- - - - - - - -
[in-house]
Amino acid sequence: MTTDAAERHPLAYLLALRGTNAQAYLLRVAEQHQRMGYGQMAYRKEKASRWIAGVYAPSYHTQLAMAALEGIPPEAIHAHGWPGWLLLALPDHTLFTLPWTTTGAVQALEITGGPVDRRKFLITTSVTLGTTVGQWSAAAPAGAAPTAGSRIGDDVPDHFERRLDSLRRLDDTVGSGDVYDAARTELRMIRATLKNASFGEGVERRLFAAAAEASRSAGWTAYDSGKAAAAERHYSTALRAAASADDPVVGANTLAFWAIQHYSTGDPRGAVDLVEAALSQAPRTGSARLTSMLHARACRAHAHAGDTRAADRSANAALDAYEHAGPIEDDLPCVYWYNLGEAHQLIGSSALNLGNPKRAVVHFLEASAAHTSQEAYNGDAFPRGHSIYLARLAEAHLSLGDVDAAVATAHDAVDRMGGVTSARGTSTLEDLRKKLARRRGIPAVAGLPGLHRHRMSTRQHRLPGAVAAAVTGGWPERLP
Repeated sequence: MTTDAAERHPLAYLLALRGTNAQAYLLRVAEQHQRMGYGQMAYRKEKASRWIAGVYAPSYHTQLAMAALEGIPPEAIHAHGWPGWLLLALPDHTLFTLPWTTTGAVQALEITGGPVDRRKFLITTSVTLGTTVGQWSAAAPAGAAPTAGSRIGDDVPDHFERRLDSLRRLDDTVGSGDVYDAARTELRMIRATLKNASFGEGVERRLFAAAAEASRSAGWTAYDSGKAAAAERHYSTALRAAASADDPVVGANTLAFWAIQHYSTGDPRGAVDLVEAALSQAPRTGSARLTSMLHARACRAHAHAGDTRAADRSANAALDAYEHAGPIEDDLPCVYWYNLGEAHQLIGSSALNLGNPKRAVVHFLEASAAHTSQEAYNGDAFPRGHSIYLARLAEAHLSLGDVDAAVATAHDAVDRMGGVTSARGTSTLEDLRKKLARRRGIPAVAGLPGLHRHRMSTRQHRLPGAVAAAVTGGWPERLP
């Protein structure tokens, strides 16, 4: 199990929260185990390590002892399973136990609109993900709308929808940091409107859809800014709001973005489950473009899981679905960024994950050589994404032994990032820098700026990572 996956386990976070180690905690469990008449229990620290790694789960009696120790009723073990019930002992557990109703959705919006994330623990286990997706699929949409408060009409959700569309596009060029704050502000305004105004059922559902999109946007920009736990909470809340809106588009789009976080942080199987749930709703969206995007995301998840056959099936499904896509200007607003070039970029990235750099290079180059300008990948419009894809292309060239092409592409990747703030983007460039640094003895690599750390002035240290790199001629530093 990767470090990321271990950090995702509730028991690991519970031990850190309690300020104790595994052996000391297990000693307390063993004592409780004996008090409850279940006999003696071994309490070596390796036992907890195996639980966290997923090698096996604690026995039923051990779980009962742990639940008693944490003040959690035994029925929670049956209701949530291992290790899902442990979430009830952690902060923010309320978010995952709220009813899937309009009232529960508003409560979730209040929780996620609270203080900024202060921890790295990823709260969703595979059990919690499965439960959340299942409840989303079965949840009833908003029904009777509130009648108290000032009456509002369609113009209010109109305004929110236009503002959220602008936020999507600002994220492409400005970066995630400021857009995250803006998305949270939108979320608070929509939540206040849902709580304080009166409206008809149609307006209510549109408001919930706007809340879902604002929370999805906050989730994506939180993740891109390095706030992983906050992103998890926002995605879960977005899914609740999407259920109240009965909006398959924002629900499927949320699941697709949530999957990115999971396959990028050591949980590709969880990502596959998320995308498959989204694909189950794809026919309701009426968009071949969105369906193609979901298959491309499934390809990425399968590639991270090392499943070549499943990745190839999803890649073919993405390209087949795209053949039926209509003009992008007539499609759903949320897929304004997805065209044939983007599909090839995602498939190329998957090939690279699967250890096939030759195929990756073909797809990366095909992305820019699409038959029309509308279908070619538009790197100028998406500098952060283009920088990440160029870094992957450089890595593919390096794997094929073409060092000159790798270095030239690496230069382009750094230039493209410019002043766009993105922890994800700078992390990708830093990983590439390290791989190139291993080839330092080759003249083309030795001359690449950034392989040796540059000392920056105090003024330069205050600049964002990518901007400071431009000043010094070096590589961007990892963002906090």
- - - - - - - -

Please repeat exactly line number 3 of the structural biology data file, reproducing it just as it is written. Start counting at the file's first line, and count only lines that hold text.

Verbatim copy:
Repeated sequence: MTTDAAERHPLAYLLALRGTNAQAYLLRVAEQHQRMGYGQMAYRKEKASRWIAGVYAPSYHTQLAMAALEGIPPEAIHAHGWPGWLLLALPDHTLFTLPWTTTGAVQALEITGGPVDRRKFLITTSVTLGTTVGQWSAAAPAGAAPTAGSRIGDDVPDHFERRLDSLRRLDDTVGSGDVYDAARTELRMIRATLKNASFGEGVERRLFAAAAEASRSAGWTAYDSGKAAAAERHYSTALRAAASADDPVVGANTLAFWAIQHYSTGDPRGAVDLVEAALSQAPRTGSARLTSMLHARACRAHAHAGDTRAADRSANAALDAYEHAGPIEDDLPCVYWYNLGEAHQLIGSSALNLGNPKRAVVHFLEASAAHTSQEAYNGDAFPRGHSIYLARLAEAHLSLGDVDAAVATAHDAVDRMGGVTSARGTSTLEDLRKKLARRRGIPAVAGLPGLHRHRMSTRQHRLPGAVAAAVTGGWPERLP